What characterizes Sukenick’s fiction is its comedy, its sexual exuberance, its innovations in structure and characterization, and the accuracy of its depiction of the cultural context.
On September 11, 2001, Ronald Sukenick was in his Battery Park studio working on a novel about the American “Museum of Temporary Art” when he looked out his window and saw the first of the jets strike the World Trade Center. He then proceeded to reconceive the novel, now entitled Last Fall, having grasped that the “Museum of Temporary Art” was America itself, and its ikon the World Trade Center. In Last Fall an older generation of artists, intellectuals, and arts professionals investigate an art theft, “something missing” from the Museum, but the transience of the collections makes it impossible to identify what’s gone. Recovering the work means exposing the secret of the Museum’s creation, a conspiracy of the “why” chromosome transforming all the suspects into an American family.
… the virtuoso of the season, Ronald Sukenick, a young man who can do just about anything with words.
The Death of the Novel
Ronald Sukenick’s notorious 1969 story collection remains among the least forgettable creations of an unforgettable age. Irrepressibly experimental in both content and form, these anti-fictions set out to rescue experience from its containment within artistic convention and bourgeois morality. Equal parts high modernist aesthete and borscht belt comedian, Sukenick joins avant-garde art with street slang and cartoons, expressing his generation’s anxieties by simultaneously mocking and literalizing them. These are original works by a writer who’ll try absolutely anything.
One of the funniest books of the season, a hilarious outburst of wild comedy.… Up is the kind of book that any person in his right mind can enjoy.
When Ronald Sukenick’s first novel, Up, came out in 1968, post-modernism, avant-pop, and autofiction hadn’t been invented yet. Up invented them. Ronald Sukenick’s ten subsequent books are typically twenty or thirty years ahead of their time, and Up is more timely than ever. Ronald Sukenick is himself the main character of his book, in which he glides undisturbed from present to future, from reality to fantasy. Some of the time he’s an adolescent Brooklynite, at other times a part-time English teacher, a struggling writer living in a Lower East Side tenement, or a fantasist deftly moving in and out of numerous alter egos. His comings and goings produce a stunning tour de force of a novel — mutinous, violent, sexy, sad, and above all, funny.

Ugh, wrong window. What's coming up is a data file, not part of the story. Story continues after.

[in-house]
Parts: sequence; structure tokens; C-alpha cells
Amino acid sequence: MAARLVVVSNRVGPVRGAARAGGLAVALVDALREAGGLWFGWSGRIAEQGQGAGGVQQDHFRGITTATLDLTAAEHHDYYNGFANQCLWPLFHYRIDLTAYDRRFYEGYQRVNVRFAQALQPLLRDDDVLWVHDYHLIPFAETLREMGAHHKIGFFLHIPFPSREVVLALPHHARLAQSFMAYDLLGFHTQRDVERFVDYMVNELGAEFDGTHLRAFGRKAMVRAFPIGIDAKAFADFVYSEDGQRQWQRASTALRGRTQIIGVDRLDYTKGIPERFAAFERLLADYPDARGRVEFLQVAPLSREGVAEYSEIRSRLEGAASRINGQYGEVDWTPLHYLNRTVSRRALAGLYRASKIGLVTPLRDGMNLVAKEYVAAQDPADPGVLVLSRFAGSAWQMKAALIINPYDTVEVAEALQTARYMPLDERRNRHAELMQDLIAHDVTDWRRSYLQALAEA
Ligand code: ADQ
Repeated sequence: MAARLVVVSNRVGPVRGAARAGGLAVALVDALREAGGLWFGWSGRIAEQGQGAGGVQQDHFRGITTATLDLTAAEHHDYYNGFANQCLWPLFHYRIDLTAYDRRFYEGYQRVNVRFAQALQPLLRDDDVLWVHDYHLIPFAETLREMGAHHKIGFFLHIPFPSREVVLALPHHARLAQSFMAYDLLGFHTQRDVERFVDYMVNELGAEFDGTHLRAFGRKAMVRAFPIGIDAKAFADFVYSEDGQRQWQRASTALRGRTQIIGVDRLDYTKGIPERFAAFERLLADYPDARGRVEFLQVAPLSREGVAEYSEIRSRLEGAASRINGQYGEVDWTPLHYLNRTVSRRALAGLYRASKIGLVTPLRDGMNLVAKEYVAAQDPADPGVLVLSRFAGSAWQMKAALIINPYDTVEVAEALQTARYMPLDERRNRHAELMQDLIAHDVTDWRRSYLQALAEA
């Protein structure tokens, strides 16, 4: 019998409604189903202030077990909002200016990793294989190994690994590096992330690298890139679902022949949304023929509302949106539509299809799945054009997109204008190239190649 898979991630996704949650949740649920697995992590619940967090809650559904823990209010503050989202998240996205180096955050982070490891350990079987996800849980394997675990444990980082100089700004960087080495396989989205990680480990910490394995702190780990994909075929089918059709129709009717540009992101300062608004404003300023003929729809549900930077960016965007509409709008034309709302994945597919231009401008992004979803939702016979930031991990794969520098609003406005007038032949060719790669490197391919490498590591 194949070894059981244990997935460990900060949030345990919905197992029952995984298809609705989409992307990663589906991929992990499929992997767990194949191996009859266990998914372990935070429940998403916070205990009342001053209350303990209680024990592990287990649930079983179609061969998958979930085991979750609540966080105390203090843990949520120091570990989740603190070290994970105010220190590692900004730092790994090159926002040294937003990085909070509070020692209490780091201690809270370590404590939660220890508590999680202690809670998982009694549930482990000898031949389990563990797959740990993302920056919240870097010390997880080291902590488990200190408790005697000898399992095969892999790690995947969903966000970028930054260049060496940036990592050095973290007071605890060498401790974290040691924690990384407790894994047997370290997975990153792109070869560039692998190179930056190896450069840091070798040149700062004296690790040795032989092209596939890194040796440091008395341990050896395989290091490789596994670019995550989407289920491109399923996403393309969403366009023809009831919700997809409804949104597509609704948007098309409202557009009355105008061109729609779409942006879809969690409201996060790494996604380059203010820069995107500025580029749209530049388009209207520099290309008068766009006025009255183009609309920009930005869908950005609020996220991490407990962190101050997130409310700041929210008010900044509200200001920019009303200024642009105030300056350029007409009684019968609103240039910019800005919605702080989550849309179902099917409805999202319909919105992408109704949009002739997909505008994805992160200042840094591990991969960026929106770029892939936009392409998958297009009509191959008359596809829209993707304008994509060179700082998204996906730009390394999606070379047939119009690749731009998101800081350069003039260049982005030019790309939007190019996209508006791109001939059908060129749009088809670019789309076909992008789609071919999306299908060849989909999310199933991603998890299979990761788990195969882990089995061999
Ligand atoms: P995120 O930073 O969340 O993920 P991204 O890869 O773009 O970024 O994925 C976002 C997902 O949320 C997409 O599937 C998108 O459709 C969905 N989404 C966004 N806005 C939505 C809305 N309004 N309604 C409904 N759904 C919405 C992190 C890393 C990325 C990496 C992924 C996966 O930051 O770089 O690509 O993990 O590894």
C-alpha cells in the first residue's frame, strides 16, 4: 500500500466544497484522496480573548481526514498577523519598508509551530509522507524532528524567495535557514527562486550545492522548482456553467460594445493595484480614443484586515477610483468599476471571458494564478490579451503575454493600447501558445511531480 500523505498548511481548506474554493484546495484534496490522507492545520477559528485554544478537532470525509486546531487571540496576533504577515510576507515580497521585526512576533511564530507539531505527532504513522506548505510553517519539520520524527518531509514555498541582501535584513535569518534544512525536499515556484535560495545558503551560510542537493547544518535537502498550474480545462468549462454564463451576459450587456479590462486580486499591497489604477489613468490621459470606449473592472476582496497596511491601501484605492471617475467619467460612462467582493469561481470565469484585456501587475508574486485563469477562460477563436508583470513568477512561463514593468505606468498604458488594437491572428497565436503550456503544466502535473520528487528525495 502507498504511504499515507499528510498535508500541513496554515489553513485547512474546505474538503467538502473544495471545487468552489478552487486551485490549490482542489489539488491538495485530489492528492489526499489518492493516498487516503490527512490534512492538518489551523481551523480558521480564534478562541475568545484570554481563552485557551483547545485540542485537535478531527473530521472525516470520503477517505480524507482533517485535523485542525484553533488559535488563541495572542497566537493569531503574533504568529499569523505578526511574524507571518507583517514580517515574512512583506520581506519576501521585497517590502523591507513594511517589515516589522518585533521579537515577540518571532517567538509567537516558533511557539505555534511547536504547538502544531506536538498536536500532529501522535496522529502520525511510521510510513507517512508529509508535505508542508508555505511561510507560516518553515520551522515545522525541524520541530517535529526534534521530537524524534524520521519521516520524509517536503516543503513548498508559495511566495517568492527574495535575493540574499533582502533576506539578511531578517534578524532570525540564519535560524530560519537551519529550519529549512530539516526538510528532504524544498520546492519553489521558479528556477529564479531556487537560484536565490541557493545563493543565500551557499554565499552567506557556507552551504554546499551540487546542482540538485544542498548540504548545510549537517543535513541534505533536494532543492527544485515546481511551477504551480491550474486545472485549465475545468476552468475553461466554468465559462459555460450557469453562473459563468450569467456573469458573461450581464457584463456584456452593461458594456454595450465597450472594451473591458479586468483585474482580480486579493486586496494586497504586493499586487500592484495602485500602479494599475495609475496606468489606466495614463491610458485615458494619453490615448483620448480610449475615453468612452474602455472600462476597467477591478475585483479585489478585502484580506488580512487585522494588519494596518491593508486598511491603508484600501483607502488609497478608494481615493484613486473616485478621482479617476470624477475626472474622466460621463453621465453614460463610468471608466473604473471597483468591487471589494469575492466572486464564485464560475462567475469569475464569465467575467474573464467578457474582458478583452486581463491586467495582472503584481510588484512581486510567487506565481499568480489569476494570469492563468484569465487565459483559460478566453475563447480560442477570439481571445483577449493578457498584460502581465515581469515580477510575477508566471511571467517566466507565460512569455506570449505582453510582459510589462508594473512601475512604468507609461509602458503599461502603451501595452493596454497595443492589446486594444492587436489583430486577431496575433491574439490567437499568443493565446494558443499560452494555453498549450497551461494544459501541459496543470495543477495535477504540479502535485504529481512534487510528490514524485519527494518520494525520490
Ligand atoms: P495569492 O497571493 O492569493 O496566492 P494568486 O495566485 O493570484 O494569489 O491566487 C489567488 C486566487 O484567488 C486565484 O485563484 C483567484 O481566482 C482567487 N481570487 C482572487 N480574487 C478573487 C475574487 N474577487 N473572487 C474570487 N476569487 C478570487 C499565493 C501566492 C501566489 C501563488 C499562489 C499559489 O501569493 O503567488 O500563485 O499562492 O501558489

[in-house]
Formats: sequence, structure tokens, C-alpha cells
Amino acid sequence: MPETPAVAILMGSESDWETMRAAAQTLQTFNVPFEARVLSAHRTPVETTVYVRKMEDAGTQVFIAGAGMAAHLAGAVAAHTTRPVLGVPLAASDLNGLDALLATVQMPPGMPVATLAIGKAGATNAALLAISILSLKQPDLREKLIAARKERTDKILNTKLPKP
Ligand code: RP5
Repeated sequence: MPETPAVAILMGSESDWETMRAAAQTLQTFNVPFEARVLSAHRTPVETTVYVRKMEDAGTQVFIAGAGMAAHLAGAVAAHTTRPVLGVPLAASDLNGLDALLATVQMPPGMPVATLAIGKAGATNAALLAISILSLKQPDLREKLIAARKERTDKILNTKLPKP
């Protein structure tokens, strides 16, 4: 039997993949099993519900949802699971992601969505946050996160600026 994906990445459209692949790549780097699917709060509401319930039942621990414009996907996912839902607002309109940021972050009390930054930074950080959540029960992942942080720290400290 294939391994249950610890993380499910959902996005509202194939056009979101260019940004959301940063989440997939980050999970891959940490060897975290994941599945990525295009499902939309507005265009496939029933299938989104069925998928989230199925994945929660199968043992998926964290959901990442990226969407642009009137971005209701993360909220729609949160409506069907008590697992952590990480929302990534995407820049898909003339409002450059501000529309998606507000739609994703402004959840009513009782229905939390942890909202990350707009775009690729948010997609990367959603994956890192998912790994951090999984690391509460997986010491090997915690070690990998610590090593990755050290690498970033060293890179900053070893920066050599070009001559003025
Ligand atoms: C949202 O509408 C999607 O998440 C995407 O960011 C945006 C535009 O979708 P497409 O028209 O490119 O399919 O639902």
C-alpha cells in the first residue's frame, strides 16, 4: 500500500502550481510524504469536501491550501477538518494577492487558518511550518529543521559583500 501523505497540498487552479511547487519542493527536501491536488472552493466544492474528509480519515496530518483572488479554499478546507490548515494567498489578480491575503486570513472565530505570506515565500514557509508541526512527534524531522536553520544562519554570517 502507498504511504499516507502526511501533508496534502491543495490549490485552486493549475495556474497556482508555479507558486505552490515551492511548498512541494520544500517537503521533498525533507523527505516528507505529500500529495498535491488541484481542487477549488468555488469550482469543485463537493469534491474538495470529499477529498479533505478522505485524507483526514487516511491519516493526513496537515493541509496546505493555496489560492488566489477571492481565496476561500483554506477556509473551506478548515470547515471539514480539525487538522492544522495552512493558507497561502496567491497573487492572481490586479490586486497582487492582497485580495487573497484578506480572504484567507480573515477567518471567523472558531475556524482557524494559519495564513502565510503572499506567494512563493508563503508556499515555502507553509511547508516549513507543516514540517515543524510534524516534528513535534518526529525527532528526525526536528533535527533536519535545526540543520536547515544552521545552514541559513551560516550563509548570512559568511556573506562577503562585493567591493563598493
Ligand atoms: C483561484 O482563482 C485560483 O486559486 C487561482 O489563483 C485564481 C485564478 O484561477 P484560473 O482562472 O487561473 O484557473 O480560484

Beg it, buy it, borrow it, or steal it. Up is the most serious and valid anatomy of our culture’s ills this reviewer has encountered in the past year’s reading.
… the funniest, most successful, and most satisfying new book that I’ve read in a long time.
… a compendium of sly jokes on literature … a panic of assorted delicacies.… He (Sukenick), or do I mean the character of the same name, is an urban, literary, Jewish Don Quixote of our time.
… captivating … This former New York college teacher has that rare, run-naked psyche.… Up may be an important work of art.
For three decades, Ron Sukenick’s fiction has been essential reading for anyone who cares about serious (not somber) fiction in America, and Mosaic Man may be his magnum opus.
In Mosaic Man, Ronald Sukenick turns his innovative style to the roots of Western and Jewish tradition. Using the form of the Old Testament as a contemporary Jewish epic, Sukenick reinvents the Jewish novel in the context of Pop culture, and repositions it on the cutting edge of millennial America. You don’t have to be Jewish to enjoy Mosaic Man, you just have to like comics, movies, and TV. In a book that has already received praise as a major work, Sukenick, one of the old masters of Postmodern fiction, here draws on traditional Jewish narratives such as the Golem story, and presents a vast scope of post-holocaust experience, moving from New York to Paris to Poland to Italy to Jerusalem. Spanning a range from rough sex to quasi-theological speculations, from moral injunction to liberating autobiographical candor, the book is a mosaic of stories making the case that in our new electronic universe the parts are the whole. The experience of a kid in Brooklyn, of an old writer in Venice, of a mystical tourist in Israel, all become part of a patchwork identity in quest of a moral culture. In this sometimes dark, but always funny, novel, Sukenick continues his lifelong preoccupation with arriving at contemporary truth through fiction.
To paraphrase an old rye bread ad, you don’t have to be Jewish or postmodern to love Mosaic Man.
Ron Sukenick’s Mosaic Man is his most stunning achievement thus far. It is wonderfully written and wonderfully intelligent.
Mosaic Man presents the Jew as archetype and prototype, comedian, tragedian, and scribe. This is grandeur and pathos folks. Step right up.
There is no more original voice in American fiction than Ronald Sukenick’s. Mosaic Man is superb.
Ronald Sukenick’s Henry Miller-meets-cyberpunk novel, Mosaic Man, is an instant avant-pop classic.
It is Sukenick’s masterpiece.
Sukenick does every kind of shtick in Mosaic Man, from Henry Roth to Lenny Bruce.
A terrific, warm, funny, touching story.